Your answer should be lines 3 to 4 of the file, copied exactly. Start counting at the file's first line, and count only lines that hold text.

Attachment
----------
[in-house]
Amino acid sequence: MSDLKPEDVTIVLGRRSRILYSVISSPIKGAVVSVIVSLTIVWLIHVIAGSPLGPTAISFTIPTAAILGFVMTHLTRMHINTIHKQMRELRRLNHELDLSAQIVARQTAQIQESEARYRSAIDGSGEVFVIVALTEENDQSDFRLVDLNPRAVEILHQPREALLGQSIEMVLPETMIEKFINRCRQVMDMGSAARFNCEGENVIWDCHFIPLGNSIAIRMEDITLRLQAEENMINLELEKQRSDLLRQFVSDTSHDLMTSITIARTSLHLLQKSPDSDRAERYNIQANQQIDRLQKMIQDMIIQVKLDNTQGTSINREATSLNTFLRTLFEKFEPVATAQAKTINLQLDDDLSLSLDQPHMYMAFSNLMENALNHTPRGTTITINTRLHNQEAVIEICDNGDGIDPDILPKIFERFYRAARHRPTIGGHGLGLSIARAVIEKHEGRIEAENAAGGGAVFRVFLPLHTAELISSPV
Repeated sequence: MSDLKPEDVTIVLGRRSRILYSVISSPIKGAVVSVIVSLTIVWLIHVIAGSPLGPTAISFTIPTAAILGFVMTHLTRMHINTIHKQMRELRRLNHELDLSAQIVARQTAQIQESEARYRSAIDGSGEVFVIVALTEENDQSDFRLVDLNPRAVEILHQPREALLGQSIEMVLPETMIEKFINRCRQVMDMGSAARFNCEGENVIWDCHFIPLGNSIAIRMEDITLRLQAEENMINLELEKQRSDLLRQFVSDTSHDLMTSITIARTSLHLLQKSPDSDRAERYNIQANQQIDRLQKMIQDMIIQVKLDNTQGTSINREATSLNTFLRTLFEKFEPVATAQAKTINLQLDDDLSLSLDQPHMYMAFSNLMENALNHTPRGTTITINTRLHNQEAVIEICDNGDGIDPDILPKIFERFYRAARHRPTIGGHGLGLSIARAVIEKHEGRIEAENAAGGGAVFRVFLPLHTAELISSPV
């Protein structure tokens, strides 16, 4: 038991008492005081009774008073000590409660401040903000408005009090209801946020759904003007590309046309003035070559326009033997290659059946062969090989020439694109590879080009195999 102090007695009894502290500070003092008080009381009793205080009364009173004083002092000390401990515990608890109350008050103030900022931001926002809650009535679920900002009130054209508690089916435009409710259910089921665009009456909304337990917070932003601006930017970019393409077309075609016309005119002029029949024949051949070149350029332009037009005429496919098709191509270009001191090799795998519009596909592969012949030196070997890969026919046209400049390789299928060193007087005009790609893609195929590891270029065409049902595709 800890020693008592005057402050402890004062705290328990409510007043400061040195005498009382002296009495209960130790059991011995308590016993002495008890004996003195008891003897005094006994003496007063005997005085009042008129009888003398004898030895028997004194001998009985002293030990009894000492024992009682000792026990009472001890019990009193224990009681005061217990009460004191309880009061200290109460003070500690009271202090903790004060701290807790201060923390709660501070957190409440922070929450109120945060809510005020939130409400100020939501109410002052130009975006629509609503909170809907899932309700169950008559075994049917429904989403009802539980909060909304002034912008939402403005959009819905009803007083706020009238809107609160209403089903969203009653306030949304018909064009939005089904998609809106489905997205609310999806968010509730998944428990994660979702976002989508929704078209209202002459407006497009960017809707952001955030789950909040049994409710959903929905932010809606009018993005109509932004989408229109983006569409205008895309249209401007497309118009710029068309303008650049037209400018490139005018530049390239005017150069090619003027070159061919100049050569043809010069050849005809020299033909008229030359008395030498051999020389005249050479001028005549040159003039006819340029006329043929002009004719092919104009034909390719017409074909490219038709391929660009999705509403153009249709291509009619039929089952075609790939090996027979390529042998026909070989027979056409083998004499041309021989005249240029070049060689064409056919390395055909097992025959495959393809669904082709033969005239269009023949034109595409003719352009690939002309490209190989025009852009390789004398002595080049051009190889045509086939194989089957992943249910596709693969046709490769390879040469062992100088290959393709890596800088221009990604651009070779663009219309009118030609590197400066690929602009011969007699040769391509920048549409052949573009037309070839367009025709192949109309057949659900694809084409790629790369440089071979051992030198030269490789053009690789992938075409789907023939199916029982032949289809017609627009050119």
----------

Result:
Repeated sequence: MSDLKPEDVTIVLGRRSRILYSVISSPIKGAVVSVIVSLTIVWLIHVIAGSPLGPTAISFTIPTAAILGFVMTHLTRMHINTIHKQMRELRRLNHELDLSAQIVARQTAQIQESEARYRSAIDGSGEVFVIVALTEENDQSDFRLVDLNPRAVEILHQPREALLGQSIEMVLPETMIEKFINRCRQVMDMGSAARFNCEGENVIWDCHFIPLGNSIAIRMEDITLRLQAEENMINLELEKQRSDLLRQFVSDTSHDLMTSITIARTSLHLLQKSPDSDRAERYNIQANQQIDRLQKMIQDMIIQVKLDNTQGTSINREATSLNTFLRTLFEKFEPVATAQAKTINLQLDDDLSLSLDQPHMYMAFSNLMENALNHTPRGTTITINTRLHNQEAVIEICDNGDGIDPDILPKIFERFYRAARHRPTIGGHGLGLSIARAVIEKHEGRIEAENAAGGGAVFRVFLPLHTAELISSPV
């Protein structure tokens, strides 16, 4: 038991008492005081009774008073000590409660401040903000408005009090209801946020759904003007590309046309003035070559326009033997290659059946062969090989020439694109590879080009195999 102090007695009894502290500070003092008080009381009793205080009364009173004083002092000390401990515990608890109350008050103030900022931001926002809650009535679920900002009130054209508690089916435009409710259910089921665009009456909304337990917070932003601006930017970019393409077309075609016309005119002029029949024949051949070149350029332009037009005429496919098709191509270009001191090799795998519009596909592969012949030196070997890969026919046209400049390789299928060193007087005009790609893609195929590891270029065409049902595709 800890020693008592005057402050402890004062705290328990409510007043400061040195005498009382002296009495209960130790059991011995308590016993002495008890004996003195008891003897005094006994003496007063005997005085009042008129009888003398004898030895028997004194001998009985002293030990009894000492024992009682000792026990009472001890019990009193224990009681005061217990009460004191309880009061200290109460003070500690009271202090903790004060701290807790201060923390709660501070957190409440922070929450109120945060809510005020939130409400100020939501109410002052130009975006629509609503909170809907899932309700169950008559075994049917429904989403009802539980909060909304002034912008939402403005959009819905009803007083706020009238809107609160209403089903969203009653306030949304018909064009939005089904998609809106489905997205609310999806968010509730998944428990994660979702976002989508929704078209209202002459407006497009960017809707952001955030789950909040049994409710959903929905932010809606009018993005109509932004989408229109983006569409205008895309249209401007497309118009710029068309303008650049037209400018490139005018530049390239005017150069090619003027070159061919100049050569043809010069050849005809020299033909008229030359008395030498051999020389005249050479001028005549040159003039006819340029006329043929002009004719092919104009034909390719017409074909490219038709391929660009999705509403153009249709291509009619039929089952075609790939090996027979390529042998026909070989027979056409083998004499041309021989005249240029070049060689064409056919390395055909097992025959495959393809669904082709033969005239269009023949034109595409003719352009690939002309490209190989025009852009390789004398002595080049051009190889045509086939194989089957992943249910596709693969046709490769390879040469062992100088290959393709890596800088221009990604651009070779663009219309009118030609590197400066690929602009011969007699040769391509920048549409052949573009037309070839367009025709192949109309057949659900694809084409790629790369440089071979051992030198030269490789053009690789992938075409789907023939199916029982032949289809017609627009050119």